If you were told that a married couple exchanged gifts on Christmas morning, and one of them received the DVD box set of the first fifteen “30 For 30” ESPN documentaries, and the other received a doll based on a character from the 1940’s, I suppose you could be forgiven for assuming the DVDs were for the husband and the doll was for the wife. But of course in my family it was the other way around.
Also in my family the word “doll” gets used (mainly by me when I’m feeling especially self-deprecating) as a stand-in for “action figure” because it is funnier that way. So, indeed, one of my cool presents from my wife was a Green Lantern action figure, specifically the only-tangentially-via-name-related-to-modern-space-cop version from the WWII era funnies. That niche had been sadly unfilled in my Green Lantern shrine down in ye olde Dork Dungeon but shall go wanting no longer. My wife also got me a set of Green Lantern cufflinks, not cufflinks in the shape of the Green Lantern symbol but rather rectangular panels with reproductions of vintage GL (the modern space-cop this time) cover art. My Little Bro got me a custom-made clock for the Dork Dungeon with a glass face in the shape of the perennial roleplaying necessity, a 20-sided die. My brother-in-law got me the hardcover of Wednesday Comics, my wife’s parents got me (among other things) an interview with Joseph Campbell on DVD, which might not sound as uber-dorky as all the other stuff but from my point of view it’s totally in the same vein, meaning the same part of my brain that never gets tired of superhero stories also finds documentaries about monomyths fascinating.
Of course there were other gifts which were more practical or sentimental, and overall not an eye-roller in the whole pile of loot (which I swear I would say even if half the people who shower me and my family with kindness at the holidays didn’t read the blog) but by and large I’m just left with the pleasant feeling that I must really have most of the life necessities well in hand at this point when Christmas morning comes down to a cavalcade of fripperies (which I mean in the most gracious possible way).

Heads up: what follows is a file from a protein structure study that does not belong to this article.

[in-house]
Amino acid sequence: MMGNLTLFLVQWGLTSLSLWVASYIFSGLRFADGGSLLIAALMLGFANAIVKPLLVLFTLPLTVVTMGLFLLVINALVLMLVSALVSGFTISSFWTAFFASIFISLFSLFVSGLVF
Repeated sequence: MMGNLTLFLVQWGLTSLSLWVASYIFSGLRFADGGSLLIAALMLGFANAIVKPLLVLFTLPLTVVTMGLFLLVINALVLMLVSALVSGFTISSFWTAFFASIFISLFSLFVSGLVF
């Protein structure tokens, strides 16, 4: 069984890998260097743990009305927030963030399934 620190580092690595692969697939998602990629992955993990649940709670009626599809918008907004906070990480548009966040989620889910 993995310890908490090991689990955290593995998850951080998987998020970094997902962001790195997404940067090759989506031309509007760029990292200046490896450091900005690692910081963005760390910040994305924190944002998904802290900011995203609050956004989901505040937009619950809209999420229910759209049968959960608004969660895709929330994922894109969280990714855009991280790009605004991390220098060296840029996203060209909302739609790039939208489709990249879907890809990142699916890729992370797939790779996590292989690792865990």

Also, there’s usually one more abstract gift which every Christmas brings, namely the feeling that I have permission once again to go out and buy myself fripperies without worrying that I’m bogarting someone else’s gift-giving opportunity. You might recall that I generally impose a moratorium on self-indulgence between my birthday at the beginning of October and Christmas, and obviously the end of Christmastime heralds the end of the embargo. This year the line of demarcation was especially pronounced because my wife and I hosted her family while telling mine that sorry, we wouldn’t be travelling this year. So everyone’s presents arrived via mail or hand-delivery as of the 25th and the exchange of gifts wasn’t delayed and drawn out until the Epiphany like it has been for almost every other Christmas I can remember. (Of course this also meant that the sheer volume of gifts was so concentrated into 24 hours, not even so much for me as for the still-the-only-grandchild little guy, that he was more or less shellshocked by the end of Christmas Day.)
This year, though, it looks like the moratorium may last even longer than usual, albeit for different reasons. A couple-gift which my wife and I received was a gift card to help defray the cost of some home exercise equipment, which has gone from want to need in light of us never having the time to leave the house anymore (something which a new baby will only exacerbate), and as appreciated as that is the remainder of the equipment’s cost is going to come out of pocket. As did some emergency car repair this morning, which was necessitated by the fact that my car battery died last night while I was waiting in line at the gas station. And our house is due for some serious (i.e. professional) pest management attention as well. And hey, remember that baby I snuck into the parentheses up above? She’s totally going to need a nursery’s worth of stuff, which you would think we’d already have covered except the little guy is still using the crib (which is one of those banned dropside dealies we wouldn’t want to put a newborn in anyway) as well as the changing table, and the glider bit the dust a while back and was replaced in the little guy’s room with a child-sized easy chair but a new rocker of some sort for the baby is definitely in order …
Point being, I still don’t think there’s anything wrong with me spending my own extra money on whatever amuses me, even if what amuses me is vintage toys or box sets of Saturday morning cartoons or whatever. But for the next few months there just isn’t going to be any extra money to speak of. Fortunately, like I said, most of the necessities are well in hand.